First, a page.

Office of the Vice President for Global Communications

Wednesday, October 31, 2012

President Mary Sue Coleman speaks with retired faculty members Irene Butter and Andrew Nagy at the Leadership Breakfast. Butter and Nagy are Holocaust survivors who have helped guide U-M programs honoring Raoul Wallenberg, an alumnus credited with saving 100,000 Jews during World War II. Nagy was sheltered in one of Wallenberg's "safe houses." (Photo by Scott Soderberg, Michigan Photography)

Coleman announces initiatives at Leadership Breakfast
President Mary Sue Coleman announced new key initiatives to boost performing arts education, Great Lakes sustainability efforts and health care policy research at her annual Leadership Breakfast on Tuesday. Coleman said she continues to be energized by the life-changing work of the institution, and by the contributions of leaders at all three of its campuses.
Watch videos of Coleman's speech, delivered at the Stephen M. Ross School of Business.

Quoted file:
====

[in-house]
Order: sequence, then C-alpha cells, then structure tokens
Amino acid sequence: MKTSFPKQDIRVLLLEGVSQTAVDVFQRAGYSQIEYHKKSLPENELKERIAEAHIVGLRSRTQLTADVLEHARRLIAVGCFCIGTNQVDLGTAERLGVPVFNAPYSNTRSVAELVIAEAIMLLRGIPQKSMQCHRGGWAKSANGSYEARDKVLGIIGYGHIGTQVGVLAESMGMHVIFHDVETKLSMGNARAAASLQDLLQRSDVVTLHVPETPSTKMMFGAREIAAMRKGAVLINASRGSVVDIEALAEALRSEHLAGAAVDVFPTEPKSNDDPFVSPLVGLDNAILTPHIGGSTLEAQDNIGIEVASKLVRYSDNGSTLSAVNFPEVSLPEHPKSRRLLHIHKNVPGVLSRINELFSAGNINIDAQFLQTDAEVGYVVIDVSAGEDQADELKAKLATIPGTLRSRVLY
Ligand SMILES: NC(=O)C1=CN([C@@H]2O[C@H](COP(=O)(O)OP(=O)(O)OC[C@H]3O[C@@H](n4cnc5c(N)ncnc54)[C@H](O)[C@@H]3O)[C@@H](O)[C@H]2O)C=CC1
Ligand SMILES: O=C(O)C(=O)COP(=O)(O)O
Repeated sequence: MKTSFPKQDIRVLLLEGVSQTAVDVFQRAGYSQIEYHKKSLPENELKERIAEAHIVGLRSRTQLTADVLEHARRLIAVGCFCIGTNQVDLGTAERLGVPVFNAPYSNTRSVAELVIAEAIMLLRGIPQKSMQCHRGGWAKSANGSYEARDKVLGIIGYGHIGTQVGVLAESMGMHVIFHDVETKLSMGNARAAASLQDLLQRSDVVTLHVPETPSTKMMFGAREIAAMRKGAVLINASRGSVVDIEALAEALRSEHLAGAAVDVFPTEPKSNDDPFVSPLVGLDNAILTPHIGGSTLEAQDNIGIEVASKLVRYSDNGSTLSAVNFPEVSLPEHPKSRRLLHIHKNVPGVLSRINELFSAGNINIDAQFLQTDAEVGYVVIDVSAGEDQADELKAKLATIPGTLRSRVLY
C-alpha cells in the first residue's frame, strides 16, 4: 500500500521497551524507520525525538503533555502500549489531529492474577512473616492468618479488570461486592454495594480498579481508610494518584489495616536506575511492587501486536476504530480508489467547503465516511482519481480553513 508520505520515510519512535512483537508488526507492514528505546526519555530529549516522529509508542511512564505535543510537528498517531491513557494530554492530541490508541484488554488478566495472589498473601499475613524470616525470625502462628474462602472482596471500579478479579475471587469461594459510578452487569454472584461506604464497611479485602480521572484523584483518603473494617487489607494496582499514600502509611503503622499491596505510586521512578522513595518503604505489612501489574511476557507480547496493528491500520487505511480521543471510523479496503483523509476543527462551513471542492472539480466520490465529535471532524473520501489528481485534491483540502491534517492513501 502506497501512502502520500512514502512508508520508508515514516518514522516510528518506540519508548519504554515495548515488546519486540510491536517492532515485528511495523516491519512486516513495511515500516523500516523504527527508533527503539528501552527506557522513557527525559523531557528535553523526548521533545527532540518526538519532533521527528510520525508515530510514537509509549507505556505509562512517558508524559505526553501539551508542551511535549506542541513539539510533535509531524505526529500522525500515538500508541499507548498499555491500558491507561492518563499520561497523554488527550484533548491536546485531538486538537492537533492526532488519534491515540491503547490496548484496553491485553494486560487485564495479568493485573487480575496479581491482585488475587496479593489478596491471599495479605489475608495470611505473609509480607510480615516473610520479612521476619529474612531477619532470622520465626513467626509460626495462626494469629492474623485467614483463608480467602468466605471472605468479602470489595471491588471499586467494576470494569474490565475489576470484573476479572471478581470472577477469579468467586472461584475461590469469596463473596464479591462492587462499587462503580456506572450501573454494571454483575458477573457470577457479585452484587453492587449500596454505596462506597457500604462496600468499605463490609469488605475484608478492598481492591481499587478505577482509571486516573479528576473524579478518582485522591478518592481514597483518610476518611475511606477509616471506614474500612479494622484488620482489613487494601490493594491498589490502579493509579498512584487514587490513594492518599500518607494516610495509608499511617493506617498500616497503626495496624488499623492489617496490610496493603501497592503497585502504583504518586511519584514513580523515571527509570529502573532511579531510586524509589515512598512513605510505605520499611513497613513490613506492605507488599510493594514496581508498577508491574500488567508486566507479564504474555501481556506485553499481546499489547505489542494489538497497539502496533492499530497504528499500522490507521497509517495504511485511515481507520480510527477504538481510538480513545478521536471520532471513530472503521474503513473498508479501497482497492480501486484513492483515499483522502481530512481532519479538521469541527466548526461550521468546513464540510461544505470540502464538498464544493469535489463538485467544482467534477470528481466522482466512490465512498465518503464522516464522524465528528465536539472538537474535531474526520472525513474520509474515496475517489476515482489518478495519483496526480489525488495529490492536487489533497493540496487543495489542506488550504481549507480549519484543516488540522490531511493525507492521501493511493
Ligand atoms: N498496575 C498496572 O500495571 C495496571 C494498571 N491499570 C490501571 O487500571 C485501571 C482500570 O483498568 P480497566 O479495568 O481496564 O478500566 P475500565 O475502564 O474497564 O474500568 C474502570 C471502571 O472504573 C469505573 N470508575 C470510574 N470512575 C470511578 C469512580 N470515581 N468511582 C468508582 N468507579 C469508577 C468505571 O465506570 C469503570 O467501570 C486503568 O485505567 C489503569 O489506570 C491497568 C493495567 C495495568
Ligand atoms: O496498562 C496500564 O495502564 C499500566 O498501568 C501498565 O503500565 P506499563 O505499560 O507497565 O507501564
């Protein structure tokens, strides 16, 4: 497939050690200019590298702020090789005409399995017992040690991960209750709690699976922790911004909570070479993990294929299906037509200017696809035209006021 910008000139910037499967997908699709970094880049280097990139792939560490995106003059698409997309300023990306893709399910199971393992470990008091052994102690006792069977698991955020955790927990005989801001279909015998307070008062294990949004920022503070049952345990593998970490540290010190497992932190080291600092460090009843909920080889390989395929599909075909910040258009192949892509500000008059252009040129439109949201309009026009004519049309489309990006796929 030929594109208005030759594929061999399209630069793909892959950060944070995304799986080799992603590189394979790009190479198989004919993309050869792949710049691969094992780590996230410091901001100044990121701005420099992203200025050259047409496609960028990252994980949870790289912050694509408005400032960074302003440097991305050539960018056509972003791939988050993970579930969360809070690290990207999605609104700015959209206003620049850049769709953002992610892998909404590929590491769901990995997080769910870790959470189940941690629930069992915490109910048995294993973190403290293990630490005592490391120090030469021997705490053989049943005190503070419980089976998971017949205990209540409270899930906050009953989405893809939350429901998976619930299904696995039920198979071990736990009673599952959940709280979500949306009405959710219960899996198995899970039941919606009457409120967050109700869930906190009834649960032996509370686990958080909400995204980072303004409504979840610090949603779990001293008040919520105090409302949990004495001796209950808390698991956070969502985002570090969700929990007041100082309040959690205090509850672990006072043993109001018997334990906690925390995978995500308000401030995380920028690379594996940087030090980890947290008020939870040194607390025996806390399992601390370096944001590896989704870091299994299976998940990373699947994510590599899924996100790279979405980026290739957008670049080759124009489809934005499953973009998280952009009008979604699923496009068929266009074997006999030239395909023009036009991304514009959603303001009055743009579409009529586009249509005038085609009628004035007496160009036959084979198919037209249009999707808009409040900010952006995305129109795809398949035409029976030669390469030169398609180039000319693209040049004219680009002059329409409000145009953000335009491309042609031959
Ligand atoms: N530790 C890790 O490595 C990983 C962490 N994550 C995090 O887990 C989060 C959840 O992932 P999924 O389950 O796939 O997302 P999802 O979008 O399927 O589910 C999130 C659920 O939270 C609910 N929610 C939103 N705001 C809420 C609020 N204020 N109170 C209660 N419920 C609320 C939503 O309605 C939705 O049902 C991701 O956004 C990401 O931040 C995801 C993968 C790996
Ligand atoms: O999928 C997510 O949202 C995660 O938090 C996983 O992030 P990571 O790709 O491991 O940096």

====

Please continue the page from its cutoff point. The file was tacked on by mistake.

Michigan Athletics, Wolverines for Life hosting massive donor drive Sunday
Among the ways Superstorm Sandy has affected the East Coast is the cancellation of more than 100 blood drives. The public will have a chance to ease that need on Sunday during "Be a Hero at the Big House" from 8 a.m. to 6 p.m. at Michigan Stadium. The drive includes opportunities to give blood, sign the Michigan Organ Donor Registry and register as a bone marrow donor.

New MHealthy programs help employees during the upcoming season
Registration now is open for "'Tis the Season for MHealthy," programs designed to help university faculty and staff stay healthy and maintain their peace of mind during this busy time of the year. Programs take place in November and December and include weekly, 30-minute online healthy-lifestyle events and in-person financial seminars.

The Michigan Difference

Finding refuge
When a refugee crisis was brewing in Nepal in 2011, a nongovernmental organization asked James Hathaway, James E. and Sarah A. Degan Professor of Law and one of the world's foremost experts on refugee law, to visit Nepal and discuss the options. By the end of his trip, Hathaway not only had discussed and critiqued the draft statutes he'd been asked to review, but he unexpectedly had helped five NGOs meld the best elements of their proposals for refugee protection.